CarterRadley Accelerators are used to prepare and transform workers for new roles and responsibilities with the firm. The accelerator process begins with an assessment to define the transformation that is required. This is then followed by a sequence of mentored experiences to develop the knowledge, skills, and behaviors required by the firm for the new role. The process concludes with carefully managed and coached actual or simulated work experiences designed to practice, hone, and polish the job skills the firm requires by means of continuous improvement activities. The outcomes from a custom accelerator within a firm are documented and proven successes transforming valuable workers into new roles.

Simulated Internships

An orientation that prepares the learner for the learning experience.
A collection of rotations to ensure the learner has the knowledge and skills to apply those basic skills and a set of specific job skills require of new professionals at the firm.
An accelerator to help each learner practice the skills and behaviors the firm requires for its new workers.
Professional Development Centers (PDC)

CarterRadley tailored Professional Development Centers are valuable resources that firms use to accelerate the development of high-potential workers into new key roles in a safe and secure manner. Nothing is more frustrating that to take a proven high-performer, place them into a new role, and discover that they are not yet ready to play that role. Such failed efforts often result in double loss: the failure of the project and the loss of the worker. The CarterRadley PDC is specifically designed to accelerate proven workers to the next level using a blend of simulated and actual work experiences with careful mentoring, coaching, and a guaranteed safety net. Using processes derived from our internships, PDCs use assessments, knowledge acquisition and skill development experiences in a carefully mentored and managed data-driven continuous improvement process. As soon as it is clear that individuals are ready to take on new responsibilities due to repeated successful performance on simulations, they are given real project experience with coaching support.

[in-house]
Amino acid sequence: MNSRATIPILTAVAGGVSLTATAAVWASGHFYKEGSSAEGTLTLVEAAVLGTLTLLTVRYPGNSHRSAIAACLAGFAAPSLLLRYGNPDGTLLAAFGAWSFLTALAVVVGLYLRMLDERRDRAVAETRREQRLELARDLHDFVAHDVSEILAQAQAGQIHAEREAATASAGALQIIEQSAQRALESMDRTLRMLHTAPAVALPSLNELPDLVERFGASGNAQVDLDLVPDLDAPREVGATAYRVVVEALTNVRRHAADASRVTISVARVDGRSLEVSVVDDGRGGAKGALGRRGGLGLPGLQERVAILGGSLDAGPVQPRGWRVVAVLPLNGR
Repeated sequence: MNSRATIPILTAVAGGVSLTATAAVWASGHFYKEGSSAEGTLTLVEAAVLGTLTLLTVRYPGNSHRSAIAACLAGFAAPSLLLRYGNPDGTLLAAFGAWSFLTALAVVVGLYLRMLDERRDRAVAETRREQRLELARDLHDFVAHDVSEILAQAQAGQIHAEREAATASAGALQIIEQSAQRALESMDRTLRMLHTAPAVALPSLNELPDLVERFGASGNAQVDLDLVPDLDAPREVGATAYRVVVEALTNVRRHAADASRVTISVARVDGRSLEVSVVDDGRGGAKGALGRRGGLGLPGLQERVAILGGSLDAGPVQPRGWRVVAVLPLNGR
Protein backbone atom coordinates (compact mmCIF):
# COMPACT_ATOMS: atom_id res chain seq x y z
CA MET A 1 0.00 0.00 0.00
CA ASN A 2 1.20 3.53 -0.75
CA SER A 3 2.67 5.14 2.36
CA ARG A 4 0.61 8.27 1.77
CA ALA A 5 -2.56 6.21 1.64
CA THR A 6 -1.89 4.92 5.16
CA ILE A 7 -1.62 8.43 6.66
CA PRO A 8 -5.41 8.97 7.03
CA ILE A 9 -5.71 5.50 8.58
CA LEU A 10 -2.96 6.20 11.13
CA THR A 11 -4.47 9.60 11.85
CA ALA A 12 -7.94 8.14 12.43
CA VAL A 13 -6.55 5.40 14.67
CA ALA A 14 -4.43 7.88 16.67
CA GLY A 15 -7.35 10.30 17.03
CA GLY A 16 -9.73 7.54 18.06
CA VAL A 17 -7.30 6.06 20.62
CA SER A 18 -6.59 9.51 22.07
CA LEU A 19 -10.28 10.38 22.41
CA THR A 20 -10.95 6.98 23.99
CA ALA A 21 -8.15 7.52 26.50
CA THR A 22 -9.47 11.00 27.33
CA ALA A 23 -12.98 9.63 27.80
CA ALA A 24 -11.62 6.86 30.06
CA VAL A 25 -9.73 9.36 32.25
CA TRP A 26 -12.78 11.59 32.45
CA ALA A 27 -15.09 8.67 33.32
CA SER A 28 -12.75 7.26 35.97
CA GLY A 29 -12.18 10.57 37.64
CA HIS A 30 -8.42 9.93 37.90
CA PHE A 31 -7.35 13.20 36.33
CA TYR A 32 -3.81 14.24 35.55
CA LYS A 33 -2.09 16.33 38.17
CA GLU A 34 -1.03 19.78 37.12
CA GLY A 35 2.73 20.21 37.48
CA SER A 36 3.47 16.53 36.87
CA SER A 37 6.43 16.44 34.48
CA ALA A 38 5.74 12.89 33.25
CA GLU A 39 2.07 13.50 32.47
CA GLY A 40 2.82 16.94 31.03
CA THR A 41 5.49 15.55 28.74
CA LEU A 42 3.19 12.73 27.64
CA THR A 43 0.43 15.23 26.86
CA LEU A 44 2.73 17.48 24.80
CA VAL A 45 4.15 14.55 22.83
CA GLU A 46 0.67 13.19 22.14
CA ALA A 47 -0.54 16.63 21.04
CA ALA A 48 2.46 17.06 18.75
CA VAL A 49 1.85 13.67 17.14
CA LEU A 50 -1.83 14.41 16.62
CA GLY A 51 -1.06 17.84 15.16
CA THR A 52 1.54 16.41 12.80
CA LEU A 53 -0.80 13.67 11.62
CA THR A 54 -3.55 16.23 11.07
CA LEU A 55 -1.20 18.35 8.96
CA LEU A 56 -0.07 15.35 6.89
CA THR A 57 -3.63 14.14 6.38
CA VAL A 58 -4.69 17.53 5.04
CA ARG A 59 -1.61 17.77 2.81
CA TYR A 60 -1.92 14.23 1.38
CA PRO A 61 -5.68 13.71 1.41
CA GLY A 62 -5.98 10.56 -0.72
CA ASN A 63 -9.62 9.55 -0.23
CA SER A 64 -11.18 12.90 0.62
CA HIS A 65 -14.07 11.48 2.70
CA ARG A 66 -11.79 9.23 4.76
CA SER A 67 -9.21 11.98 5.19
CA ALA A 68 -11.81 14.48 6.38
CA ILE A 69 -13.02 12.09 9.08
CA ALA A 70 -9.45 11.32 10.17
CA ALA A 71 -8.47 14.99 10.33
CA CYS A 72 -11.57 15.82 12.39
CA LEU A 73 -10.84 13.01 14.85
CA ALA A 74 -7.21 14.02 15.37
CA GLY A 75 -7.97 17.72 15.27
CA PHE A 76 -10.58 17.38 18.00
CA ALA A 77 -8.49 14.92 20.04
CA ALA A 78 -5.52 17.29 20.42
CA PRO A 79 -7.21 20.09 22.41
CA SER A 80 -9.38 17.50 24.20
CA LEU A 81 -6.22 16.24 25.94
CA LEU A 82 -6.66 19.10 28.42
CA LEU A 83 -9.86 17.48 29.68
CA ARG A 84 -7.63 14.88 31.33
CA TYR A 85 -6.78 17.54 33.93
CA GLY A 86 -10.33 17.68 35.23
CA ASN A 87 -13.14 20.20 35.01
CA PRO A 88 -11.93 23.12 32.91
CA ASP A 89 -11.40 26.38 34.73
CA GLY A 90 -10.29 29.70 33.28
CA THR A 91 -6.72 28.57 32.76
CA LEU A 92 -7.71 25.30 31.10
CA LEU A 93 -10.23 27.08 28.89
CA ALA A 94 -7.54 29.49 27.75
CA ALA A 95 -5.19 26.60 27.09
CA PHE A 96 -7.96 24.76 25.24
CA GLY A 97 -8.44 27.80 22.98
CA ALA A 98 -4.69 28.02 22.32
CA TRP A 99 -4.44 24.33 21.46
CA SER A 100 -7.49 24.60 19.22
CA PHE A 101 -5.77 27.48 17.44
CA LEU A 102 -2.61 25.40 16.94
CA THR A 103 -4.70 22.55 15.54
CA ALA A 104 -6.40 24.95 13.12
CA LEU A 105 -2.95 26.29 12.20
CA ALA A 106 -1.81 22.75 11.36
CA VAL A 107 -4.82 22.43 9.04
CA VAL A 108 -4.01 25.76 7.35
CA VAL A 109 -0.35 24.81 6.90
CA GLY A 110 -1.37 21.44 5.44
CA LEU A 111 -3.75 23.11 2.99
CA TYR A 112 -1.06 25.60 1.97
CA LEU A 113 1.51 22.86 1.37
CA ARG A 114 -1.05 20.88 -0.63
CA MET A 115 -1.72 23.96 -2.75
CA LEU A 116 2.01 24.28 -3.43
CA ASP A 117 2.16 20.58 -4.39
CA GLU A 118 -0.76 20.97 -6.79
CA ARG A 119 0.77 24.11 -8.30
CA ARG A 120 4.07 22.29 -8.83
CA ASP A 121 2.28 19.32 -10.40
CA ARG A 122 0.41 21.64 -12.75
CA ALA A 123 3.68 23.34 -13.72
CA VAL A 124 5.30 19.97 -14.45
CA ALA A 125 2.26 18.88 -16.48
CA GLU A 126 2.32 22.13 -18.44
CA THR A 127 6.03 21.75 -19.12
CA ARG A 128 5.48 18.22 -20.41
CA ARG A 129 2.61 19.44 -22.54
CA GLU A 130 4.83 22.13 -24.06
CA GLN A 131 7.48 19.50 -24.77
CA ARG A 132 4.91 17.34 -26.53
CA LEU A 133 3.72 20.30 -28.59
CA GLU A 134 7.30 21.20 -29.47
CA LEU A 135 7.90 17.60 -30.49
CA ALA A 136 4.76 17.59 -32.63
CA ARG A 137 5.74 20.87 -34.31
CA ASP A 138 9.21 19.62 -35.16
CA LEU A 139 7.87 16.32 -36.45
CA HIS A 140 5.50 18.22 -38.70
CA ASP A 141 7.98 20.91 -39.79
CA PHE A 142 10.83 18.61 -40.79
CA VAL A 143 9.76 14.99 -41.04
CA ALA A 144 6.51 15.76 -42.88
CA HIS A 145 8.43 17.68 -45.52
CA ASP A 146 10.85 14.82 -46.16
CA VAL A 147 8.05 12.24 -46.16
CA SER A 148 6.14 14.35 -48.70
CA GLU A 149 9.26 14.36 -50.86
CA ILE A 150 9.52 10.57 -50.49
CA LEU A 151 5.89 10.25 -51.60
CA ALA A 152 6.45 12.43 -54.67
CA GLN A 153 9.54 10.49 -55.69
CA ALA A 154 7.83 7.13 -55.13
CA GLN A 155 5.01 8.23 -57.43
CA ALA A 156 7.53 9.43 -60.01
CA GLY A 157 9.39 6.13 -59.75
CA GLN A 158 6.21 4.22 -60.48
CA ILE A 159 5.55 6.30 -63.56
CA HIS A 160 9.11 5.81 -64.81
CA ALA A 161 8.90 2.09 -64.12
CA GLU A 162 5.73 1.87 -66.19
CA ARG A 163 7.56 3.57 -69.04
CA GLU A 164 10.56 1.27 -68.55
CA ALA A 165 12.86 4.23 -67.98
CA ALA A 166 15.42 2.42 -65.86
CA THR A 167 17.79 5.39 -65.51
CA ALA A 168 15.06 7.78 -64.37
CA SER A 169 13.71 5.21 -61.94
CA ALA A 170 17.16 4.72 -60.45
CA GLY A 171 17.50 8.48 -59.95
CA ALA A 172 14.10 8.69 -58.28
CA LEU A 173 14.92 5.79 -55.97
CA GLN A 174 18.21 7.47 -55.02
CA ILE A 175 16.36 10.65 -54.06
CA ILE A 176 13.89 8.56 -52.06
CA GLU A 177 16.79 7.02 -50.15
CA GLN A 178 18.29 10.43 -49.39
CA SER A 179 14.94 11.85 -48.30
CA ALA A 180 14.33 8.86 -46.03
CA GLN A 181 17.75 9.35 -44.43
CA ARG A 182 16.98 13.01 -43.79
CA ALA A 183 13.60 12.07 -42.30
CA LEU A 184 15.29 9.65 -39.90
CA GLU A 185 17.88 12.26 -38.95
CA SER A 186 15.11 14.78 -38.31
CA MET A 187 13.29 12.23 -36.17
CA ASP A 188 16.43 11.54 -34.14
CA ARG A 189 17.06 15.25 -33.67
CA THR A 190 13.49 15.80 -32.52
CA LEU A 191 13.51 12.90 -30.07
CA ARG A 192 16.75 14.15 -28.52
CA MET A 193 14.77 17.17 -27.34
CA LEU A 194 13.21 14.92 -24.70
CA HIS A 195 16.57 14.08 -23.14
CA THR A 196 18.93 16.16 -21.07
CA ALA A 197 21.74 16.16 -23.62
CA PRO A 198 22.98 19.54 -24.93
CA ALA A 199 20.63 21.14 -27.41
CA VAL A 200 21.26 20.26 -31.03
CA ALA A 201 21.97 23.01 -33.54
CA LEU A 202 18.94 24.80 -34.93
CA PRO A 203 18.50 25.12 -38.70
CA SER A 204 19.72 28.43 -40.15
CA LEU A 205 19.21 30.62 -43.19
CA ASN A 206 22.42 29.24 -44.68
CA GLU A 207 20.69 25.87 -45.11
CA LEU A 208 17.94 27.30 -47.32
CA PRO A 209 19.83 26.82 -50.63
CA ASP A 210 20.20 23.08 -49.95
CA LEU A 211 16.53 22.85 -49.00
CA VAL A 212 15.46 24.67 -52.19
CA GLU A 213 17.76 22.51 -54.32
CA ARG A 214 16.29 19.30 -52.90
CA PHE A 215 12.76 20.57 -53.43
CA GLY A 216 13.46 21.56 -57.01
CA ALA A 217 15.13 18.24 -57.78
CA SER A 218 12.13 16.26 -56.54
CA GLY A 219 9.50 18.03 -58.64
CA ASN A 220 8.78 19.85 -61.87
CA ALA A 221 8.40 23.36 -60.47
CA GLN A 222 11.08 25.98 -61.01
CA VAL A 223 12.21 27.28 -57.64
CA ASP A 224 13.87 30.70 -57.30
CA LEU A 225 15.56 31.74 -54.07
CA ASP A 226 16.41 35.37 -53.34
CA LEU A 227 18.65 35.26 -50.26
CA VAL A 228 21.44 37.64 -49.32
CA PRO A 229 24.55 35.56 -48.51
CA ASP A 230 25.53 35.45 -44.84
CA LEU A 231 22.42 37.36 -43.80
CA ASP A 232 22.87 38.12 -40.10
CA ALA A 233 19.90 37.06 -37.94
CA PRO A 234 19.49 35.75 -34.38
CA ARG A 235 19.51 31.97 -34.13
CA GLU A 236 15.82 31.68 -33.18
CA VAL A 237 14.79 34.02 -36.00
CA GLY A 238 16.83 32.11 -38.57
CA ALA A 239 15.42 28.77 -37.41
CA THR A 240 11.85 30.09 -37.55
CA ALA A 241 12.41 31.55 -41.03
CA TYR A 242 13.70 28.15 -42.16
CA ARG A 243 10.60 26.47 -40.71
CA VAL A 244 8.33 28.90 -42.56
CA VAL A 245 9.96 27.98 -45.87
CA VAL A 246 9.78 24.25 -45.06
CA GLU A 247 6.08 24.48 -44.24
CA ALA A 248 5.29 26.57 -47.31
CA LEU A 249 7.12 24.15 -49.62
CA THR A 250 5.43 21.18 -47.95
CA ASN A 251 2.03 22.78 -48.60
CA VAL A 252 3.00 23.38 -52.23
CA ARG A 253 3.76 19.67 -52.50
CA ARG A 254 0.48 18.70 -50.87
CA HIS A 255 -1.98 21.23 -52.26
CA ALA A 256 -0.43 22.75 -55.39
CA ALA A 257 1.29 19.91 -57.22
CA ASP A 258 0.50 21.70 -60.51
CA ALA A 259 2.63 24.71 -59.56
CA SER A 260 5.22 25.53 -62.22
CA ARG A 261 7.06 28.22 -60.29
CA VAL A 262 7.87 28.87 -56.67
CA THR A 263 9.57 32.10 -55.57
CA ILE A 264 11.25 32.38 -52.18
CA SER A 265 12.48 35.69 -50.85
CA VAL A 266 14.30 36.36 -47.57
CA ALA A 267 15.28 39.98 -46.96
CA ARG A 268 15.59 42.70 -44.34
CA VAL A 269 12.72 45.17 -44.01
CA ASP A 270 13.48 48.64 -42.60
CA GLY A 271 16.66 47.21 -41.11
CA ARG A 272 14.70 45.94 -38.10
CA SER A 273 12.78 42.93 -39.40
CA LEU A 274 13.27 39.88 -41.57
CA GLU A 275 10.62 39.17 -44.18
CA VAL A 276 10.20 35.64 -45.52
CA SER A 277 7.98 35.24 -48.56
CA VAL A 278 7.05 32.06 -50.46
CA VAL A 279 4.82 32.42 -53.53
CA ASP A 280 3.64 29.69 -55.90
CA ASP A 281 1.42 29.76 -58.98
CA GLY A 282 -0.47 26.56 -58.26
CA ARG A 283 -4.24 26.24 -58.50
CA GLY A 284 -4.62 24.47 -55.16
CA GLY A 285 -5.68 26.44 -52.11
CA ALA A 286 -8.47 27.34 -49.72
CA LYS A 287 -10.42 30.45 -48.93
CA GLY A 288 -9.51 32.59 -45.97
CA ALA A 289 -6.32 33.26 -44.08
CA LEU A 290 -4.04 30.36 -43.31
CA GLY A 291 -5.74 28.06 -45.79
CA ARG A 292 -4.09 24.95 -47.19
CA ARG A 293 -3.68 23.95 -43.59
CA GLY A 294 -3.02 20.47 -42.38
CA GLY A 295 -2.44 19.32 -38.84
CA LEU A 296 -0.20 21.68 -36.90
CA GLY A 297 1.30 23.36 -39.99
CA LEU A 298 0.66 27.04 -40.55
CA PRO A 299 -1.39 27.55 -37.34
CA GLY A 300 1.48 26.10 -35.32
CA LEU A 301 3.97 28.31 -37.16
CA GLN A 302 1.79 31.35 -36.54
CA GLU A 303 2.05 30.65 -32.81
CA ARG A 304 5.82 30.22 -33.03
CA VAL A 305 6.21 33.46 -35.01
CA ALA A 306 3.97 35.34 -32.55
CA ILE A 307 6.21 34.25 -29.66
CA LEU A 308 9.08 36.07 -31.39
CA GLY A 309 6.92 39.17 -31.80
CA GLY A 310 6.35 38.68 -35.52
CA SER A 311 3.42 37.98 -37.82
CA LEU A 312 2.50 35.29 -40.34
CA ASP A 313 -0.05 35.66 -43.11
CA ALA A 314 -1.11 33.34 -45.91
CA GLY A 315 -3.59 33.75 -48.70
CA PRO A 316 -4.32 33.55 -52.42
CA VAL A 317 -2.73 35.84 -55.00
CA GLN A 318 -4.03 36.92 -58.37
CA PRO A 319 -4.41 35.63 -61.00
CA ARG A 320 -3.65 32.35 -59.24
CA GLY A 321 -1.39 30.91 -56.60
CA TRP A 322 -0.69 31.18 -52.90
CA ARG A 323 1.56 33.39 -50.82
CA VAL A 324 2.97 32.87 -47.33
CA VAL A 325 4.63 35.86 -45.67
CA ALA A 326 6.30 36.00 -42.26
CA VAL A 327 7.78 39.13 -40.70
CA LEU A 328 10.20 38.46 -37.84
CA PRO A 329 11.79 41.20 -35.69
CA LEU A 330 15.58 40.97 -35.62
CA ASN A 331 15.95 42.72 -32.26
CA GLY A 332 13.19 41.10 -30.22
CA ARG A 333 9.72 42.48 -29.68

The use of mentors and coaches to provide a secure safety net gives workers the confidence to take risks, learn new things as a result, and become comfortable because they know what they know, know what they don’t know, and are clear about the line between the two. Some have questioned, given the high cost of failed projects and employee turnover, why all projects are run within a PDC. We at CarterRadley have been asking this question for a long time.

The Human Resource departments for many businesses have become in-house universities, not because the business wants to have the expense of running their own in-house university, but rather because they have to develop the job-ready professionals they need to sustain and grow their business.

CarterRadley can help firms establish, operate, improve, and benefit from such investments as well as support efforts to engage with others to provide the more generic products and services so the firm can focus on just those aspects that are business critical, proprietary, and unique.

Training Program Assessments

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Training Program Updates